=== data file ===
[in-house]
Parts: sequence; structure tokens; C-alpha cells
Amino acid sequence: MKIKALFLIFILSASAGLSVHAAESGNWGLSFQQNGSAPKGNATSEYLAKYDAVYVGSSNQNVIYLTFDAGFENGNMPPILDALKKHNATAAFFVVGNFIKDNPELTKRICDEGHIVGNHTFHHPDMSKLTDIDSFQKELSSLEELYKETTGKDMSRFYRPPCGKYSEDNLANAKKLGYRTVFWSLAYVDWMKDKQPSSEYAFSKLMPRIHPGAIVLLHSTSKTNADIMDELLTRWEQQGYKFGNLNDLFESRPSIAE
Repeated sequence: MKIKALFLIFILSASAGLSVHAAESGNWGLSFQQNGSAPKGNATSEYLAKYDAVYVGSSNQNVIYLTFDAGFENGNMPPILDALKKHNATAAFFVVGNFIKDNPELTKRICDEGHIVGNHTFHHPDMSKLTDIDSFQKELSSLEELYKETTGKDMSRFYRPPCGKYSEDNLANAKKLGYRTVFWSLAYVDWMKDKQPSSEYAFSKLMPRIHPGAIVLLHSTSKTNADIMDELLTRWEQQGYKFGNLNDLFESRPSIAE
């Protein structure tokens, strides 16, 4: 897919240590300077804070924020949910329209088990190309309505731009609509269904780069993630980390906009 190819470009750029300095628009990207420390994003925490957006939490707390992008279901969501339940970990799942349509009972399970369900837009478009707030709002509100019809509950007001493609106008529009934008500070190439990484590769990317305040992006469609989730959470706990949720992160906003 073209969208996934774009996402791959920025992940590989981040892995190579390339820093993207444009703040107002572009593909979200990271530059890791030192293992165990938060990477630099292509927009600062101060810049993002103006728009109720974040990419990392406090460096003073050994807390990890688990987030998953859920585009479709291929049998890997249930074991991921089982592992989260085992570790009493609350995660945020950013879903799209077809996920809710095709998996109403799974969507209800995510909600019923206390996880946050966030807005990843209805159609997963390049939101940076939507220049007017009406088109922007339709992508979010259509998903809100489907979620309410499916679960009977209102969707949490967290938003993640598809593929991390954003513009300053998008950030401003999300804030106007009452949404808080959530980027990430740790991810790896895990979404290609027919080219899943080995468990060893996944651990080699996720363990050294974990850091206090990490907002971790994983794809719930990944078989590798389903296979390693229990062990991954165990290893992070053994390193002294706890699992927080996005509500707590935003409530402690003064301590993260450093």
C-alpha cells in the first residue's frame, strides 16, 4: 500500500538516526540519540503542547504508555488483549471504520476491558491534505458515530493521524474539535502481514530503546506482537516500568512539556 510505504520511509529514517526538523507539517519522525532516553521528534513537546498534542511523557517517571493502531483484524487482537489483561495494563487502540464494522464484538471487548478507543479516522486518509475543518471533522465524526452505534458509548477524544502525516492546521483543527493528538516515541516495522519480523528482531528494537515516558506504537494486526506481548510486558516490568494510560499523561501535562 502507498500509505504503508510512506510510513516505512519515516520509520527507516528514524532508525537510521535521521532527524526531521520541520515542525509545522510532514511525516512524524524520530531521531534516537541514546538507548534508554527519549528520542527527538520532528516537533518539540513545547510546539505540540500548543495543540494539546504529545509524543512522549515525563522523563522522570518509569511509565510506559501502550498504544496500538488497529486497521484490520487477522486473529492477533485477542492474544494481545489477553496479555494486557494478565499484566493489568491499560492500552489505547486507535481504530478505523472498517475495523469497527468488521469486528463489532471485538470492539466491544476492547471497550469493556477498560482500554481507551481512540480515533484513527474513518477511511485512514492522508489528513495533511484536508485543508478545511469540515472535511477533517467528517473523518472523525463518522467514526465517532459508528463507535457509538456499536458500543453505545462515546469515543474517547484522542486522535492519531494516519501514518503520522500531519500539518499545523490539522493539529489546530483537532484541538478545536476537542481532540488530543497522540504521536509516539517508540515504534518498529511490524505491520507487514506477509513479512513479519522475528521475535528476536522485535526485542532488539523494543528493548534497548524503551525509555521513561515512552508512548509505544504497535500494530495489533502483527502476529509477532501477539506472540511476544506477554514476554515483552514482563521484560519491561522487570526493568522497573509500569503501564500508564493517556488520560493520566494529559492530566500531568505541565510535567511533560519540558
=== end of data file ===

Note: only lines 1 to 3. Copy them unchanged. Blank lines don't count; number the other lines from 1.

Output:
[in-house]
Parts: sequence; structure tokens; C-alpha cells
Amino acid sequence: MKIKALFLIFILSASAGLSVHAAESGNWGLSFQQNGSAPKGNATSEYLAKYDAVYVGSSNQNVIYLTFDAGFENGNMPPILDALKKHNATAAFFVVGNFIKDNPELTKRICDEGHIVGNHTFHHPDMSKLTDIDSFQKELSSLEELYKETTGKDMSRFYRPPCGKYSEDNLANAKKLGYRTVFWSLAYVDWMKDKQPSSEYAFSKLMPRIHPGAIVLLHSTSKTNADIMDELLTRWEQQGYKFGNLNDLFESRPSIAE